According to a pair of GOP operatives, however, DeSantis was both too late to respond and too weak in how he did it to be effective.

“The attacks from this week are too cute by half and come off as childish,” one GOP operative told The Hill. “What’s happening this week, the party thinks it’s wildly unfair and the way President Trump is being treated is a total joke, and they’re rallying around him — and that’s from a lot of people who love him, people who hate him who think he’s being treated unfairly.”

“These attacks are being perceived as cheap shots. Kicking someone while they’re down,” the operative continued. “So I don’t think they’ve helped [DeSantis]. If anything, they’ve helped Trump.” 

A second GOP strategist also questioned whether DeSantis is the right messenger for the pair of attacks over the ex-president’s character. The operative argued Pence and Sen. Tim Scott (R-S.C.), who are viewed as top candidates for the evangelical, morality-based lane in an eventual 2024 field, would be more effective.

Both have supported Trump in the face of the possible indictment. 

Some GOP insiders have argued that DeSantis’s comments this week were too late and too weak to land any real impact. (AP Photo/Chris O’Meara)

“Donald Trump creates the playing field on which everyone’s playing on. He has the ability to create and shape what everyone’s talking about,” the second GOP operative said. “Your success in today’s Republican Party is dependent on your ability to play on his game board.”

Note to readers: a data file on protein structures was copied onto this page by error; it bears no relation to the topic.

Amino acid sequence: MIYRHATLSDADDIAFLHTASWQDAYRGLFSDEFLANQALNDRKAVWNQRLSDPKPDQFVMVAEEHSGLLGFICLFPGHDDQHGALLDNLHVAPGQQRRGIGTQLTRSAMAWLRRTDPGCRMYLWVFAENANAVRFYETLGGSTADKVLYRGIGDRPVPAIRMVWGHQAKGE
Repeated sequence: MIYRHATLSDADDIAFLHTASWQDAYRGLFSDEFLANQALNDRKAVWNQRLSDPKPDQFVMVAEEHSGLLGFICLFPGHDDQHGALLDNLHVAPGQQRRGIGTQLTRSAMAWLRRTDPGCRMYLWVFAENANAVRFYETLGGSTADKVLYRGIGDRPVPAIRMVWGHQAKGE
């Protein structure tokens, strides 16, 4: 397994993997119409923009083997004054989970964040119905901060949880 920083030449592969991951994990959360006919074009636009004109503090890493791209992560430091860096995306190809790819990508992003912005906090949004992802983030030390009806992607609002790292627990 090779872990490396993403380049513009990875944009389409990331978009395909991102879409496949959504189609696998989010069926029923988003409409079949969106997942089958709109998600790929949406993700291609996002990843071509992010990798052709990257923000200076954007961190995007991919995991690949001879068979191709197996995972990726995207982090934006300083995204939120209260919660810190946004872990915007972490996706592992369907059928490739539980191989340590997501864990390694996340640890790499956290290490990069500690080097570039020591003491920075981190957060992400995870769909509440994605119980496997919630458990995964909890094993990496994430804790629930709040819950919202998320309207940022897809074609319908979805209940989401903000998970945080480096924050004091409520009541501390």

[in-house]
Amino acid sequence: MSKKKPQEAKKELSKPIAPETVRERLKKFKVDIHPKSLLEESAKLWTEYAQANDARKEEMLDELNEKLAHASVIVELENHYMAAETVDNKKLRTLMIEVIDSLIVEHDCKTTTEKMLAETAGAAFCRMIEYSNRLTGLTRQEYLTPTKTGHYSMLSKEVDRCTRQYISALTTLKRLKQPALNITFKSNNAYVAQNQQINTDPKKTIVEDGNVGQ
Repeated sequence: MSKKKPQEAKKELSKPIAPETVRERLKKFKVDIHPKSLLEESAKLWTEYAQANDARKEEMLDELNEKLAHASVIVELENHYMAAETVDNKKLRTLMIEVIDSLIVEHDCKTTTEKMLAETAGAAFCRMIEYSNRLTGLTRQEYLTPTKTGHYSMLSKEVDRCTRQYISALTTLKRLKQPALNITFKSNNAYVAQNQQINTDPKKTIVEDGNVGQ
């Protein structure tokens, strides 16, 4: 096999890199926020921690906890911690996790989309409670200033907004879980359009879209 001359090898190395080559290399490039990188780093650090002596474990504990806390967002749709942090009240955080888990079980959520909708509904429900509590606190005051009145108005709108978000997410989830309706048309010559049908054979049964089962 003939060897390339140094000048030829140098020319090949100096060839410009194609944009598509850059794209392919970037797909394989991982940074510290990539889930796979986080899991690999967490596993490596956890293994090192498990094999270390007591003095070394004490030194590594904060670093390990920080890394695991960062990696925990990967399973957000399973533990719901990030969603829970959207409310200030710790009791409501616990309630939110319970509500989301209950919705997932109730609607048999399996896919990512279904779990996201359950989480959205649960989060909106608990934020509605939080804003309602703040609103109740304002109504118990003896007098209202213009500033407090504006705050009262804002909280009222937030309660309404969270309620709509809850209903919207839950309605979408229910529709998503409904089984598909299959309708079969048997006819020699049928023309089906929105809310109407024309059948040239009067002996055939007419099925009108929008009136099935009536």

“[DeSantis’s staff] could have had a camera on him in Tallahassee in 5 minutes on Saturday. He could have said it in an off-the-cuff line and it would have been fine instead of it coming days later and it feeling like it was a calculated line,” the operative continued. “When the two guys who can claim the moral high ground in their own response don’t criticize the moral failings, that means you’re probably wrong as well.” 

Adding to the issues for DeSantis, he has lost steam in recent months polling-wise after deciding to completely sidestep the various criticisms from Trump. Some Republicans believe that DeSantis may be in a period of transition from his reelection romp in November to a likely national campaign after the Florida legislative session wraps up in May. 

Trump’s latest missive toward DeSantis also arrived Wednesday, dismissing his work in office and laying the success of his in Tallahassee with his “great Public Relations” team. 

A week ago, GOP lawmakers were cringing at Trump’s attacks on DeSantis, concerned they were an early sign of a bitter and drawn-out primary.

But notably, a number of senators — spanning the spectrum of Trump backers to critics — on Wednesday either claimed they hadn’t seen the latest back-and-forth or just declined to comment. Sen. John Cornyn (R-Texas), who usually doesn’t hesitate to talk national politics, notably demurred when asked about the bitterness between the two GOP figures.

“Can we talk about like the AUMF [authorization for use of military force] repeal or —” Cornyn, who has not endorsed in 2024 but has criticized Trump, said with a laugh. He added it doesn’t do him much good to get involved.